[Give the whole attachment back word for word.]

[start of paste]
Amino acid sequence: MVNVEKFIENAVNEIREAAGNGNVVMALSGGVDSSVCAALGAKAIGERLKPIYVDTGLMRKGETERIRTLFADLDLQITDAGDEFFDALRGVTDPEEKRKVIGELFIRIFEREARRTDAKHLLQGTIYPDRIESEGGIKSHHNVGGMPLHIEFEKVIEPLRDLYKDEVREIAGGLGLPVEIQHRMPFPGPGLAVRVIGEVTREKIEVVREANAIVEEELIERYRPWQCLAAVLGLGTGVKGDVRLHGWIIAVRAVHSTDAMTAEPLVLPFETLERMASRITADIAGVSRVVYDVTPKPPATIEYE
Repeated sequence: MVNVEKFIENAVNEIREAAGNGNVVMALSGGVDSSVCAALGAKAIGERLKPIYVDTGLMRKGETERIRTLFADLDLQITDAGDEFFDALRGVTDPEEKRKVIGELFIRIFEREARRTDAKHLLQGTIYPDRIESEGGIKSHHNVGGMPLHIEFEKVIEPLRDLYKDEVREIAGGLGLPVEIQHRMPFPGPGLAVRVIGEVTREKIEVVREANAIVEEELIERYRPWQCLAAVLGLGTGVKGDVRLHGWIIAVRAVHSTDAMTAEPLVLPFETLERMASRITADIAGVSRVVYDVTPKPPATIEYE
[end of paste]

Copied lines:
Amino acid sequence: MVNVEKFIENAVNEIREAAGNGNVVMALSGGVDSSVCAALGAKAIGERLKPIYVDTGLMRKGETERIRTLFADLDLQITDAGDEFFDALRGVTDPEEKRKVIGELFIRIFEREARRTDAKHLLQGTIYPDRIESEGGIKSHHNVGGMPLHIEFEKVIEPLRDLYKDEVREIAGGLGLPVEIQHRMPFPGPGLAVRVIGEVTREKIEVVREANAIVEEELIERYRPWQCLAAVLGLGTGVKGDVRLHGWIIAVRAVHSTDAMTAEPLVLPFETLERMASRITADIAGVSRVVYDVTPKPPATIEYE
Repeated sequence: MVNVEKFIENAVNEIREAAGNGNVVMALSGGVDSSVCAALGAKAIGERLKPIYVDTGLMRKGETERIRTLFADLDLQITDAGDEFFDALRGVTDPEEKRKVIGELFIRIFEREARRTDAKHLLQGTIYPDRIESEGGIKSHHNVGGMPLHIEFEKVIEPLRDLYKDEVREIAGGLGLPVEIQHRMPFPGPGLAVRVIGEVTREKIEVVREANAIVEEELIERYRPWQCLAAVLGLGTGVKGDVRLHGWIIAVRAVHSTDAMTAEPLVLPFETLERMASRITADIAGVSRVVYDVTPKPPATIEYE